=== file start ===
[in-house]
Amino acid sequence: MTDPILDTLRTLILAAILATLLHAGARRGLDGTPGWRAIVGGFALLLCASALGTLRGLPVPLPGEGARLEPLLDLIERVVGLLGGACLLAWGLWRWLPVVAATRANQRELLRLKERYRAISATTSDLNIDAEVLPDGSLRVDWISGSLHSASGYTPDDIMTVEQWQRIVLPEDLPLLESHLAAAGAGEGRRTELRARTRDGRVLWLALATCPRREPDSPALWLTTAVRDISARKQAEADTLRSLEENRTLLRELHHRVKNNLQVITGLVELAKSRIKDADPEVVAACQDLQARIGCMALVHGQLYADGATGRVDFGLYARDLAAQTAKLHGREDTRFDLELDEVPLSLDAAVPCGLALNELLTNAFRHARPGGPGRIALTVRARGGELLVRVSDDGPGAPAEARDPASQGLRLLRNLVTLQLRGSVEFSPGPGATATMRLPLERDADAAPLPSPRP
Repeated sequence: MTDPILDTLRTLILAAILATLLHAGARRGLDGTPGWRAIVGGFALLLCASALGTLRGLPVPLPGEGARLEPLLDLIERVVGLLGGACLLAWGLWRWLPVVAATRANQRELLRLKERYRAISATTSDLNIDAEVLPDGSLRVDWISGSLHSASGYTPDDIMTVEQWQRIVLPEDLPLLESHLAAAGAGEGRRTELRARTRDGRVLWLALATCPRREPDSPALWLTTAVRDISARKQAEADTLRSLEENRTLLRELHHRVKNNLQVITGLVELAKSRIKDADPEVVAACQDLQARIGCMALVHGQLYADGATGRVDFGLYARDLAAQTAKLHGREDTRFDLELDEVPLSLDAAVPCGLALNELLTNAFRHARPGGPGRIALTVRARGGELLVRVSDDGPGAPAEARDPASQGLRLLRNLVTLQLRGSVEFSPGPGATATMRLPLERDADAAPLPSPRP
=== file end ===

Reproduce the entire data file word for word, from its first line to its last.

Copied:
[in-house]
Amino acid sequence: MTDPILDTLRTLILAAILATLLHAGARRGLDGTPGWRAIVGGFALLLCASALGTLRGLPVPLPGEGARLEPLLDLIERVVGLLGGACLLAWGLWRWLPVVAATRANQRELLRLKERYRAISATTSDLNIDAEVLPDGSLRVDWISGSLHSASGYTPDDIMTVEQWQRIVLPEDLPLLESHLAAAGAGEGRRTELRARTRDGRVLWLALATCPRREPDSPALWLTTAVRDISARKQAEADTLRSLEENRTLLRELHHRVKNNLQVITGLVELAKSRIKDADPEVVAACQDLQARIGCMALVHGQLYADGATGRVDFGLYARDLAAQTAKLHGREDTRFDLELDEVPLSLDAAVPCGLALNELLTNAFRHARPGGPGRIALTVRARGGELLVRVSDDGPGAPAEARDPASQGLRLLRNLVTLQLRGSVEFSPGPGATATMRLPLERDADAAPLPSPRP
Repeated sequence: MTDPILDTLRTLILAAILATLLHAGARRGLDGTPGWRAIVGGFALLLCASALGTLRGLPVPLPGEGARLEPLLDLIERVVGLLGGACLLAWGLWRWLPVVAATRANQRELLRLKERYRAISATTSDLNIDAEVLPDGSLRVDWISGSLHSASGYTPDDIMTVEQWQRIVLPEDLPLLESHLAAAGAGEGRRTELRARTRDGRVLWLALATCPRREPDSPALWLTTAVRDISARKQAEADTLRSLEENRTLLRELHHRVKNNLQVITGLVELAKSRIKDADPEVVAACQDLQARIGCMALVHGQLYADGATGRVDFGLYARDLAAQTAKLHGREDTRFDLELDEVPLSLDAAVPCGLALNELLTNAFRHARPGGPGRIALTVRARGGELLVRVSDDGPGAPAEARDPASQGLRLLRNLVTLQLRGSVEFSPGPGATATMRLPLERDADAAPLPSPRP